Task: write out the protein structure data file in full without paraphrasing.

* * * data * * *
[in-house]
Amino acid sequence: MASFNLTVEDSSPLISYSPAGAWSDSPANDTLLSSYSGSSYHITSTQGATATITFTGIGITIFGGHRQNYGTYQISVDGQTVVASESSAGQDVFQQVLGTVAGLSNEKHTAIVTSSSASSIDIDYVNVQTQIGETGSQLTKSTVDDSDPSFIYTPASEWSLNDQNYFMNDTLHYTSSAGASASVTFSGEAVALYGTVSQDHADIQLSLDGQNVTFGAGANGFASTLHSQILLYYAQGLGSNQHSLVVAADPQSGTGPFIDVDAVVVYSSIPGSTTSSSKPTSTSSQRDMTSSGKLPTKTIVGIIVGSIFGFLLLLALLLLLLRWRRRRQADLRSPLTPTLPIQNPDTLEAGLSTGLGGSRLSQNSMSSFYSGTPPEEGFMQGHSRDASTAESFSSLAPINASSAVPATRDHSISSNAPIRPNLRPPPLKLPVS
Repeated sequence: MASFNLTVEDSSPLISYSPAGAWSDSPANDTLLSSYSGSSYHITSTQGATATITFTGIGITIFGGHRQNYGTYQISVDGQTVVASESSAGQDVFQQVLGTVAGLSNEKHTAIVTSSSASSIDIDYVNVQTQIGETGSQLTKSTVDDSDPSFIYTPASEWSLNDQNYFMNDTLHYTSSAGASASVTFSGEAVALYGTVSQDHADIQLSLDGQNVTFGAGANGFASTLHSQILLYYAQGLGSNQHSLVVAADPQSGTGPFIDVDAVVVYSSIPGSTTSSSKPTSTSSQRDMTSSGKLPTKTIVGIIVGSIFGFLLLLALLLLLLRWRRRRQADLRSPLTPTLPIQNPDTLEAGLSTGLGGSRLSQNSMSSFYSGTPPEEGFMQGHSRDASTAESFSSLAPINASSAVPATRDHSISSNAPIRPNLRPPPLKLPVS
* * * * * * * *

[in-house]
Amino acid sequence: MASFNLTVEDSSPLISYSPAGAWSDSPANDTLLSSYSGSSYHITSTQGATATITFTGIGITIFGGHRQNYGTYQISVDGQTVVASESSAGQDVFQQVLGTVAGLSNEKHTAIVTSSSASSIDIDYVNVQTQIGETGSQLTKSTVDDSDPSFIYTPASEWSLNDQNYFMNDTLHYTSSAGASASVTFSGEAVALYGTVSQDHADIQLSLDGQNVTFGAGANGFASTLHSQILLYYAQGLGSNQHSLVVAADPQSGTGPFIDVDAVVVYSSIPGSTTSSSKPTSTSSQRDMTSSGKLPTKTIVGIIVGSIFGFLLLLALLLLLLRWRRRRQADLRSPLTPTLPIQNPDTLEAGLSTGLGGSRLSQNSMSSFYSGTPPEEGFMQGHSRDASTAESFSSLAPINASSAVPATRDHSISSNAPIRPNLRPPPLKLPVS
Repeated sequence: MASFNLTVEDSSPLISYSPAGAWSDSPANDTLLSSYSGSSYHITSTQGATATITFTGIGITIFGGHRQNYGTYQISVDGQTVVASESSAGQDVFQQVLGTVAGLSNEKHTAIVTSSSASSIDIDYVNVQTQIGETGSQLTKSTVDDSDPSFIYTPASEWSLNDQNYFMNDTLHYTSSAGASASVTFSGEAVALYGTVSQDHADIQLSLDGQNVTFGAGANGFASTLHSQILLYYAQGLGSNQHSLVVAADPQSGTGPFIDVDAVVVYSSIPGSTTSSSKPTSTSSQRDMTSSGKLPTKTIVGIIVGSIFGFLLLLALLLLLLRWRRRRQADLRSPLTPTLPIQNPDTLEAGLSTGLGGSRLSQNSMSSFYSGTPPEEGFMQGHSRDASTAESFSSLAPINASSAVPATRDHSISSNAPIRPNLRPPPLKLPVS